10th Annual Soil Health Symposium Featured Speakers Paul Muller & Dru Rivers - Full Belly Farm, Guinda, CA
Over this time, Full Belly has worked to evolve a farm system that would serve as a healthy alternative to the current farm models. As partners in Fully Belly Farm, a 450-acre diversified organic farm, they have helped create a farm forcused on local/regional marketing; diverse cropping patterns; ecological health and diversity; soil building; carbon sequestration through cover crop management; innovative market strategies; growing new farmers through internships and new farm enterprises; and fostering vibrancy and beauty.
Each year, the farm produces a myriad of different crops including fruits, flowers, nuts, and vegetables, and has intergrated chickens, cattle and a flock of 250 sheep into the farm system.
They have helped to organize and moderate the Agriculture Roundtable series in the Capsy Valley to develop a regional agricultural strategic plan, and have participated in the work of California Ag Vision, Cal Can, Ecological Farming Association and the Yolo Land Trust.
The farm is visited by thousands of visitors each year to tour a working organic farm.
Paul, Dru and Partners share a love for creating beautiful, productive, and healthy farms-and for the ongoing evolution of farmers and farm design towards ecolgically stable, biologically vibrant and economically viable enterprises. Their farm is home to 30 years of raucous celebration of rural living at their annual Hoes Down Harvest Festival.
Contact Paul & Dru: Dru@fullbellyfarm.com
Visit their website: www.fullbellyfarm.com
Marlon Winger, Agronomist, USDA-NRCS
Improving soil health on your farm is a process or journey and the more we emulate nature, we can start to decrease inputs. Managing for soil health is one of the easiest and most effective ways for farmers to increase crop productivity and profitability while improving the environment. Results are often realized immediately, and last well into the future. Using these five basic principles is the key to improving the health of your soil. 1. Keep the soil covered as much as possible. 2. Disturb the soil as little as possible. 3. Keep plants growing throughout the year to feed the soil microbes. 4. Diversify as much as possible using crop rotation and cover crops. 5. Integrate livestock into the cropping system.
"How Producers in Idaho are Implementing the 5 Principles of Soil Health!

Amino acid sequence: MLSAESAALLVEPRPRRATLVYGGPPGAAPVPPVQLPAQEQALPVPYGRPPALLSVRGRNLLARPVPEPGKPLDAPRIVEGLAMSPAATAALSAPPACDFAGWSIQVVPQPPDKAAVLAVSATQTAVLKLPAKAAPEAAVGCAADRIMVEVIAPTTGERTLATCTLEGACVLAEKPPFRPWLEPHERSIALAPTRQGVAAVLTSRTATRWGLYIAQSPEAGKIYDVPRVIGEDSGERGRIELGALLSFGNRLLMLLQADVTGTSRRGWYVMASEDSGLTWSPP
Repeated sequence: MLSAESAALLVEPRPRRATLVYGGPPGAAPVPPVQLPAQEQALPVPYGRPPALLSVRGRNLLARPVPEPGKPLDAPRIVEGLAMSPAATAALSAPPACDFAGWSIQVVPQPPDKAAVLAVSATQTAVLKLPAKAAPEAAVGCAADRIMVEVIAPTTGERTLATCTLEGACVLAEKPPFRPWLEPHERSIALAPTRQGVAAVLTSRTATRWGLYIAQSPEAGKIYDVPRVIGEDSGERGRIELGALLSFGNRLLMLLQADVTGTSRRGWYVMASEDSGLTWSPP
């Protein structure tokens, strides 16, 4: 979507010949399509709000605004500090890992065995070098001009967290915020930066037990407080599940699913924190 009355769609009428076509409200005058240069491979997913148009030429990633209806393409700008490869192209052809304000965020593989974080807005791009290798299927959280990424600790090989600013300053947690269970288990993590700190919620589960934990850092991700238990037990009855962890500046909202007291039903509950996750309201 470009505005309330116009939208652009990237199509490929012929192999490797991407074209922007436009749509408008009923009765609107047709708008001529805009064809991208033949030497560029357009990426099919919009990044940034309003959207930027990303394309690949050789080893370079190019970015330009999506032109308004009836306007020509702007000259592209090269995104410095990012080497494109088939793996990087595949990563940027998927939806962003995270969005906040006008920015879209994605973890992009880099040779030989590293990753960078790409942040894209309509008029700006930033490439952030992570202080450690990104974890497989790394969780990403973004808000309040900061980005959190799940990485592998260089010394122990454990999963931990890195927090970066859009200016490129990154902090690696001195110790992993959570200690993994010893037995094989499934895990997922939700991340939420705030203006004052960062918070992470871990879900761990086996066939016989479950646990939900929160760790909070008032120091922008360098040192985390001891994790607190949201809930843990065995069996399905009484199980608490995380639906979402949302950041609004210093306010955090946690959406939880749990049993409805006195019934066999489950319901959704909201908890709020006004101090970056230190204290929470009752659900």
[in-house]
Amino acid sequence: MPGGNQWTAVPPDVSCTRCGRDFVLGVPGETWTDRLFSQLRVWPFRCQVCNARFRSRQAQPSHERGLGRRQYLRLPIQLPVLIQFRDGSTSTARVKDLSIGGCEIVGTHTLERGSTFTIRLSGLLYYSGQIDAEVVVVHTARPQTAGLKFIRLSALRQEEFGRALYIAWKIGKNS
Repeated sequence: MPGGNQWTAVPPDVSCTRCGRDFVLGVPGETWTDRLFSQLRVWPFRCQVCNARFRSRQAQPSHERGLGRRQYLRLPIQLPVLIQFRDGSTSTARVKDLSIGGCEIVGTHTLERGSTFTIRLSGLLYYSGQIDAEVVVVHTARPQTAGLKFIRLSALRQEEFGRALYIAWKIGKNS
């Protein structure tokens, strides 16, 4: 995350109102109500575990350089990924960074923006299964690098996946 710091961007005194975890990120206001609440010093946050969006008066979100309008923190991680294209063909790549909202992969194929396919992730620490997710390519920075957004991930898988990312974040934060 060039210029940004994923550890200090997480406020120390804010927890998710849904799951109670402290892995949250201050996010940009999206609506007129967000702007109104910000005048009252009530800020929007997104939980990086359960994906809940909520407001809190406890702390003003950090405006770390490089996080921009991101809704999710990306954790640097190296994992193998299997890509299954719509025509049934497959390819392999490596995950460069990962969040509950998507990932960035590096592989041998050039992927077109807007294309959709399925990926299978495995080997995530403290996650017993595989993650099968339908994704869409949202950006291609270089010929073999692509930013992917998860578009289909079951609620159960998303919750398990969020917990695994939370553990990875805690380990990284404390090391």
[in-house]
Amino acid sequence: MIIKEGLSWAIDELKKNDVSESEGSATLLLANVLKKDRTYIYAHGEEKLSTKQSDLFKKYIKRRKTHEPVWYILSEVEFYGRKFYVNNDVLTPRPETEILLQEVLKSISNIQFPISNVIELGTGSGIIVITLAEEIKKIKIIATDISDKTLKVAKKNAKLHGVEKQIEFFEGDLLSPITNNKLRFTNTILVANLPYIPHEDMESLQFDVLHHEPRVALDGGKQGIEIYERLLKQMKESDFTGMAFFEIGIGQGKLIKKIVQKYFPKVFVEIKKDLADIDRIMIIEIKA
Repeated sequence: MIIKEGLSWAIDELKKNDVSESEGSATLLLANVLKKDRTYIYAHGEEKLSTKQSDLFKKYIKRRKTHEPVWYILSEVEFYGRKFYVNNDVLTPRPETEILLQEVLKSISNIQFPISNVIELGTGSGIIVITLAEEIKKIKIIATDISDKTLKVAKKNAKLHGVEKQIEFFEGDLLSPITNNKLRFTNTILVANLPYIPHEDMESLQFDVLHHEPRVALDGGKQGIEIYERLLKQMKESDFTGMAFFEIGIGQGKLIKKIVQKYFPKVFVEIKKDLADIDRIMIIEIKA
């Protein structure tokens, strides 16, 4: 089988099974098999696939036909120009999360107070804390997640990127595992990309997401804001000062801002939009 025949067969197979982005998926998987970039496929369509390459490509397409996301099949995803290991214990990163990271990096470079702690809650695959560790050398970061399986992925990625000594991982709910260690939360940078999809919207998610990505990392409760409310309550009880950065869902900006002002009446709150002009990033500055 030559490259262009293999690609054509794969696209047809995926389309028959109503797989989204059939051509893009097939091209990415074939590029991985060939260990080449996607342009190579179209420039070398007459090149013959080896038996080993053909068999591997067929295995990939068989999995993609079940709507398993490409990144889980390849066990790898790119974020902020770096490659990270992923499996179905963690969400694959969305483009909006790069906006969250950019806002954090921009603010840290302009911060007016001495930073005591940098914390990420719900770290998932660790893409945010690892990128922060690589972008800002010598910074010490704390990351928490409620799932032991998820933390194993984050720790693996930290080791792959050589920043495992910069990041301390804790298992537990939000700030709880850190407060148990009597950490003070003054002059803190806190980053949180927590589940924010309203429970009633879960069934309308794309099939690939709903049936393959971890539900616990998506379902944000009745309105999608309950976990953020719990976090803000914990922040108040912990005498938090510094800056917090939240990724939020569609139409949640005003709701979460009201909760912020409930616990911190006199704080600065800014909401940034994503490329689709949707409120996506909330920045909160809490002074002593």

Dr. Saad Hafez, University of Idaho, Parma Research and Extension Center
Brad McIntyre, McIntyre Farms, Caldwell, Idaho
"Expanding your Operation with a Soil Health Focus"
Steven Hines, University of Idaho Extension, Jerome, Idaho
USING SUMMER GRAZING OF COVER CROPS AS PART OF THE CROP ROTATION
This presentation will discuss a Western SARE funded project looking at the feasibility, benefits, and economics of adding summer grazing of cover crops into a crop limited barley/alfalfa rotation. A 320 acre pivot was no-till planted with a cool season cover crop mix in the spring. The field was fenced and cattle were managed to intensively graze approximately three-acre paddocks each day. The original plan was to sweeten up the forage with a warm season cover crop blend planted mid-summer. During the trial several successes and failures were experienced. Year-end analysis revealed the practice can be viable if several parameters are given careful consideration and the forage is properly managed.
Pat Purdy, Picabo Livestock Company, Picabo, Idaho
I was raised in the small farming community of Picabo, Idaho near the world-famous trout stream, Silver Creek. Picabo was founded by my great-grandparents, the Kilpatrick's. The land around Picabo that the Kilpatricks homesteaded in 1883 remains in the family's hands to this day. I graduated from the University of Idaho in 1986 with a degree in Mechanical Engineering and started my career working for Honeywell's Defense Avionics Division in Albuquerque. In 1993 I returned to Idaho to work with the family's businesses in various capacities including wholesale supply and pump system manufacturing. In 2008 I joined my father, Nick, in operating the family farming and ranching operation, Picabo Livestock Company where we run a 700 head cow/calf operation and farm approximately 4500 irrigated acres in south-central Idaho. I began experimenting with no-till farming in 2014 and in 2018 planted 100% if our crops with no-till technology. I am married to Debra Wilson Purdy and have two children, Nichole and Christian. Pat recently served a six year term on the Idaho Barley Commissions and currently serves on the U of I College of Agricultural and Sciences Dean's Advisory Board.